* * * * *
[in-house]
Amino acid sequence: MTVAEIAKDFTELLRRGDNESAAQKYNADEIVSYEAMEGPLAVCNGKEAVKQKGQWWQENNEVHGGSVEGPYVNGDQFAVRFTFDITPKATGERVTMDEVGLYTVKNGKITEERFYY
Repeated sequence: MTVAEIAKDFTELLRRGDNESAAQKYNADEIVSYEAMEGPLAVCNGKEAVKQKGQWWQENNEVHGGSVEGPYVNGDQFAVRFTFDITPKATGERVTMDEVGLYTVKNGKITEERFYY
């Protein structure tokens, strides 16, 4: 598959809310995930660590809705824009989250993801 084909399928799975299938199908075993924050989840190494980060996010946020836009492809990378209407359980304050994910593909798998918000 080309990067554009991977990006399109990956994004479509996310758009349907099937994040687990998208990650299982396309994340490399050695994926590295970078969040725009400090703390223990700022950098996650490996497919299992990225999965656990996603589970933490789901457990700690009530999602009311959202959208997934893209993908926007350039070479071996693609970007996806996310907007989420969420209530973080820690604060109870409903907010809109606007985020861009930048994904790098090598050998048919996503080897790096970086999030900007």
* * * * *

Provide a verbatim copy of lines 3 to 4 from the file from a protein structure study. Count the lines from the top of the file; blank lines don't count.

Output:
Repeated sequence: MTVAEIAKDFTELLRRGDNESAAQKYNADEIVSYEAMEGPLAVCNGKEAVKQKGQWWQENNEVHGGSVEGPYVNGDQFAVRFTFDITPKATGERVTMDEVGLYTVKNGKITEERFYY
């Protein structure tokens, strides 16, 4: 598959809310995930660590809705824009989250993801 084909399928799975299938199908075993924050989840190494980060996010946020836009492809990378209407359980304050994910593909798998918000 080309990067554009991977990006399109990956994004479509996310758009349907099937994040687990998208990650299982396309994340490399050695994926590295970078969040725009400090703390223990700022950098996650490996497919299992990225999965656990996603589970933490789901457990700690009530999602009311959202959208997934893209993908926007350039070479071996693609970007996806996310907007989420969420209530973080820690604060109870409903907010809109606007985020861009930048994904790098090598050998048919996503080897790096970086999030900007």